SAN JOSE — Health officials in the South Bay on Tuesday said they will have to work much faster to meet the state’s August 1st deadline of vaccinating most residents. Santa Clara County public health officials warn they are facing two interconnected challenges that could imperil their efforts to quickly distribute a potentially lifesaving COVID-19 vaccine: distribution capacity and supply uncertainty. “We really need to have a major focus on vaccinating the people who are at highest risk,” said Dr. Marty Fenstersheib. “That will make the biggest impact on preventing serious illness and death in out community.” Public health officials acknowledged in a Tuesday update provided to county supervisors that the rollout of the vaccine has been far slower than they anticipated or hoped. So far, roughly 52,000 people have received their initial dose of the vaccine — fewer than 2,000 a day on average. Read More

SF Lawmaker Urges Mass Vaccination Sites In Stadiums To Speed Up Slow Rollout
SAN FRANCISCO — When do you get your two doses of COVID-19 vaccine in San Francisco, where and how do you sign up? Those are questions District 6 Supervisor Matt Haney wants answered. He says he and his constituents are getting the runaround. “When they go to their private provider, like Kaiser, what they’re being told is you should talk to the county, so there’s this ridiculous merry-go-round happening with one of the most important life or death responsibilities that a government has ever had in the history of this city,” Haney said Tuesday. He says San Francisco is shirking responsibility by punting vaccine distribution to private providers and wants to see a website to sign up, as well as mass vaccination sites all around the city. “We certainly took a different approach when it came to testing, where we had testing sites all over the city, there was a centralized place where you could get an appointment regardless of insurance status,” said Haney. “We have to do the same thing with vaccines and we have to do it right now.” Read More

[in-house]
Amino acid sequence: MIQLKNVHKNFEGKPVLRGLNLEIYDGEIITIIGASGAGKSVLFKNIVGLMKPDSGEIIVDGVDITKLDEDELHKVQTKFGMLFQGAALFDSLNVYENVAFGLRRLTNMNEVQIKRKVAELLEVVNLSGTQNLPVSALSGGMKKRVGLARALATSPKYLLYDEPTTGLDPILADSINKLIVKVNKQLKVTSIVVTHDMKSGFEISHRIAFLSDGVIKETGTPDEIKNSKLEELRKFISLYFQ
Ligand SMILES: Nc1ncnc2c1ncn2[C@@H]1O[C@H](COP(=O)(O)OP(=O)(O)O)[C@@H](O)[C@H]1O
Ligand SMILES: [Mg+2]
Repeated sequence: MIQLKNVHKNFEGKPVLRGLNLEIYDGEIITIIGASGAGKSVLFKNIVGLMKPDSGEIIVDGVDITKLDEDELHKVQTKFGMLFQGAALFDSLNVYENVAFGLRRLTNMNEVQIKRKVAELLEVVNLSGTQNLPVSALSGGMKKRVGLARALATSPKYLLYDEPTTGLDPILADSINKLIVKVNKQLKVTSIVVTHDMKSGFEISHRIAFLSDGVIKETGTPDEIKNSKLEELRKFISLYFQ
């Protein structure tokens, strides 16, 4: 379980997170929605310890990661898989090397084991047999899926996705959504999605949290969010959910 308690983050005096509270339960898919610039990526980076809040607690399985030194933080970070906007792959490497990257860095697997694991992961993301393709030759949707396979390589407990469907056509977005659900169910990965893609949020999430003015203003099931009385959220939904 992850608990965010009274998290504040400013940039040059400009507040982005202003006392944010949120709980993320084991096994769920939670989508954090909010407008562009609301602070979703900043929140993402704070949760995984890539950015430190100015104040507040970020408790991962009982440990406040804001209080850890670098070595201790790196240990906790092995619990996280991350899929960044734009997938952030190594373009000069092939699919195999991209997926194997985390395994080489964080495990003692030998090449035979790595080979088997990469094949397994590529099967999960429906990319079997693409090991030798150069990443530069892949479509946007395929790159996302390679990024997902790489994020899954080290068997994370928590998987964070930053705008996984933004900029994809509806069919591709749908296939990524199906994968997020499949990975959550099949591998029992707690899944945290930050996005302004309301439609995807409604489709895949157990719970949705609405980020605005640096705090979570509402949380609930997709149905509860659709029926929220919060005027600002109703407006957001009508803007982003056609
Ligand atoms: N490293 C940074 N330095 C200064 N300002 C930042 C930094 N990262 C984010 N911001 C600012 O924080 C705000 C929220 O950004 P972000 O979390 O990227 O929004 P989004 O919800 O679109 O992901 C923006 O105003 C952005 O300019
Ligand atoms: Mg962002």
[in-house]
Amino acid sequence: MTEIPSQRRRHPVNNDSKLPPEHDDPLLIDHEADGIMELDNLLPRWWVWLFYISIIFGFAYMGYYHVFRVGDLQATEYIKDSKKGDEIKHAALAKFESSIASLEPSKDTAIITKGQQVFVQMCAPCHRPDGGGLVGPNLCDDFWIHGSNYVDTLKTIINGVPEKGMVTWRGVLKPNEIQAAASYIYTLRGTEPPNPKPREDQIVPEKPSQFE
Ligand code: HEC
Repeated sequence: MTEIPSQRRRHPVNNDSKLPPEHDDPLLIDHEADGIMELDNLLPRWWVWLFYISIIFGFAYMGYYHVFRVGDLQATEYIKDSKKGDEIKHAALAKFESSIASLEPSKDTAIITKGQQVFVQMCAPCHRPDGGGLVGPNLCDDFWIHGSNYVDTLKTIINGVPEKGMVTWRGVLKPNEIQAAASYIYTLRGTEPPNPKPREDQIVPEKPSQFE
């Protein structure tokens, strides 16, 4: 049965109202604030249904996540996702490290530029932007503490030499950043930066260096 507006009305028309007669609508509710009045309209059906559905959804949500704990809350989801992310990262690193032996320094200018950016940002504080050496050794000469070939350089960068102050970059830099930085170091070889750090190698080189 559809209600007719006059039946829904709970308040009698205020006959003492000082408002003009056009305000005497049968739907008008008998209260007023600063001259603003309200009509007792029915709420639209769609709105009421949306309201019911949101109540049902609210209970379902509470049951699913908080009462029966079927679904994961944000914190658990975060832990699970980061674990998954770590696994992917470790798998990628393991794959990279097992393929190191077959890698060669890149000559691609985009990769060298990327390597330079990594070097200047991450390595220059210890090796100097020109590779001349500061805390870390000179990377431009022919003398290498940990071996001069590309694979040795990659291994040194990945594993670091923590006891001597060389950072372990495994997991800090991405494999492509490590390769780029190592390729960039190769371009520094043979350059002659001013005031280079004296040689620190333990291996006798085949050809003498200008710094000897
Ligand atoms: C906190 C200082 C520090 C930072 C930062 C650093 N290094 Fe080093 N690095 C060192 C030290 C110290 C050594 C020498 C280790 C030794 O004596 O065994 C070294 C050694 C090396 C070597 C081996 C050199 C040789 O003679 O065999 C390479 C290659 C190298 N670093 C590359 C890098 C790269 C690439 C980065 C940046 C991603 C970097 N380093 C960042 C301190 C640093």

READ MORE: Social Housing May Be A Fix For San Francisco's Housing Affordability Crisis

Bay Area Doctors Sign Letter Calling For California Schools To Reopen Feb. 1
SAN FRANCISCO — A group of Bay Area doctors are calling for California schools to reopen as soon as possible. ”We have a proposal put through for a March 1 opening, and we have Gavin Newsom advocating for kindergarten through sixth grade to go back to school in February,” says UCSF Dr. Jeanne Noble. “Frankly, those both fall short.” Noble is a Professor of Emergency Medicine, and just one of the thirty UCSF health care professionals – from infectious disease experts to adolescent health specialists – calling for a reopening of California schools as soon as February 1. They say 10 months of lost learning and the mounting social isolation caused by the closures outweighs the risk posed by reopening. “They are suffering,” Noble says. “There are a lot of real measurable detrimental impacts from school closure that, in general, have not received nearly the amount of attention as the COVID numbers have.” That argument runs squarely into the position of teachers’ unions. Read More

San Francisco Unveils $62M Plan To Help Small Businesses, Eyes Mass Vaccination Sites
SAN FRANCISCO — San Francisco Mayor London Breed on Tuesday announced a new $62 million plan to provide small businesses with some help amid the COVID-19 pandemic while providing an update on the city’s response to the latest surge in cases. Before discussing the new plan, Mayor Breed briefly touched on the latest COVID-19 case numbers in the city, saying that San Francisco has had a confirmed a total of about 27,000 cases since the beginning of the pandemic. Currently 249 patients are hospitalized with the coronavirus and 235 people have died from COVID-19 in the city. While she noted that the spike in cases had reduced somewhat, Breed emphasized that the struggle to flatten the curve in San Francisco and the Bay Area continues. “While our cases are still higher than ever, the rate of increase isn’t as severe as we saw after Thanksgiving. This is some good news and it means hopefully people are following the health order,” said Breed. “However, we started this holiday at a more precarious point. So even a slower rate of increase is seriously concerning. Read More

Stay-At-Home Order Lifted For Greater Sacramento Region